A Bus Called Grace
On 28 June family and friends congregated at a bus station called Stafford Crematorium where I gave the following eulogy.
Mum would have given you her last Rollo — she was the most selfless person I’ve ever met — but I recall a charity event which Mum felt she ought to contribute to. She found a birthday card she hadn’t used and wrapped it in cellophane. It would have raised a few pence at best. I wouldn’t want her send off today to be like an act of charity, wrapped in cellophane, rather more like giving our last Rollo because we would have rather kept her for ourselves.
This is more than the end of a life its the final chapter of a love story stretching back 66 years. Born Edith Betty Holland, she met a man she would dedicate her life to, to honour and obey, till death do they part. Dad died just over 10 years ago and if you knew him you would know that he was a truly great man but as they say, behind every great man…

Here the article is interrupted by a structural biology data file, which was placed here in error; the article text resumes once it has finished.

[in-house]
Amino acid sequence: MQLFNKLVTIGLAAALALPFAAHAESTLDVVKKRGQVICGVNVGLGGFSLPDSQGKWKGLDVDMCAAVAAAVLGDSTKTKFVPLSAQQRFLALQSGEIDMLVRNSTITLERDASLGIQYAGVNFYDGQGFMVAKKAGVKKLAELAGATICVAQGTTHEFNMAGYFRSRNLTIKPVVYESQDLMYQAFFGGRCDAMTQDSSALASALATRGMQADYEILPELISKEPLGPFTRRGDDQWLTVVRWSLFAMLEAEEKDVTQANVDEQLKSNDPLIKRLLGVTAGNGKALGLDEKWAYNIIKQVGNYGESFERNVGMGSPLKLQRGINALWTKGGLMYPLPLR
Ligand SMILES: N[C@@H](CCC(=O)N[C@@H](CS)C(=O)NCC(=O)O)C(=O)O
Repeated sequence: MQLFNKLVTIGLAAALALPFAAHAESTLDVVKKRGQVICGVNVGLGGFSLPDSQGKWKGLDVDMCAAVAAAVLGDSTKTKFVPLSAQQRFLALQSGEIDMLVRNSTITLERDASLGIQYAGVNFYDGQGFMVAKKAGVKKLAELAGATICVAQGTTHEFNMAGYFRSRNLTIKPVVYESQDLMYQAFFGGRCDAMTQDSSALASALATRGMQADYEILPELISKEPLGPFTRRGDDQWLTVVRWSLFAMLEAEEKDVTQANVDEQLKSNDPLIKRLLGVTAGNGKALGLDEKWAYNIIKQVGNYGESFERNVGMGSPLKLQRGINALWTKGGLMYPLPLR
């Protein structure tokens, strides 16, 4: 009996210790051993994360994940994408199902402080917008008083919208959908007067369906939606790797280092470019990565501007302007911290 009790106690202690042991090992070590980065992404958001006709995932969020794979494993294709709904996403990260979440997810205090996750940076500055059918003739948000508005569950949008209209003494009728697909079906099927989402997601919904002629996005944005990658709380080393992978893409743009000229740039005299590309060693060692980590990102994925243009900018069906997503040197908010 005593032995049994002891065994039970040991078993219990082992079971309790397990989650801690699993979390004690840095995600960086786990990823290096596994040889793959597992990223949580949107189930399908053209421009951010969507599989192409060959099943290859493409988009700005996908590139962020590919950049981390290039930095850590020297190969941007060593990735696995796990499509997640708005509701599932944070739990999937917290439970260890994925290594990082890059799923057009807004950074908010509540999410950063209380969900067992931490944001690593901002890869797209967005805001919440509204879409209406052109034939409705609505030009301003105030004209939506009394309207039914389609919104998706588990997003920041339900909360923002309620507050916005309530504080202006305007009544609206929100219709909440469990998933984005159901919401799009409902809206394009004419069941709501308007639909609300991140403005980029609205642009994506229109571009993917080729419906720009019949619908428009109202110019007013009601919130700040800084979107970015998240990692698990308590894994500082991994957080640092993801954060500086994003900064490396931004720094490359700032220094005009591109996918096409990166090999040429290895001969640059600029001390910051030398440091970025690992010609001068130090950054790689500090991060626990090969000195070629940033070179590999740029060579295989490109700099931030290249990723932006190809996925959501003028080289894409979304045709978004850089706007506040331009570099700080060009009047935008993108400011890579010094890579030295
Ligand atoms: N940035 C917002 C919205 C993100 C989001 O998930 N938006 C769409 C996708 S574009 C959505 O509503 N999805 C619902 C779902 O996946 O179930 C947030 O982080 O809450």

They fitted perfectly. My Grandma used to say that they were the best mum and dad in the world and she wasn’t given to flowery sentimentality. Mum was strong and resolute, not one for forgiving and forgetting. Fortunately Dad was a peacemaker — Mum the dependable, brittle, oak, Dad the strong but flexible willow. Mum had little self confidence but she had an inner strength she didn’t believe she had and drew strength from the man upon whom she could utterly depend.
The last few years Mum battled with vascular dementia but she clung on to the memory of her family and husband like grim death when, by all rights, she should have slipped into blissful ignorance. Its as if Mum and Dad had journeyed together for 60 years and when they got to the last stop but one, Mum had to get off and watch Dad ride on to glory. She watched all the buses to happy land come and go because she wasn’t looking for a bus called Mercy, she was looking for a bus called Grace. For 10 years she waited and finally the bus has arrived.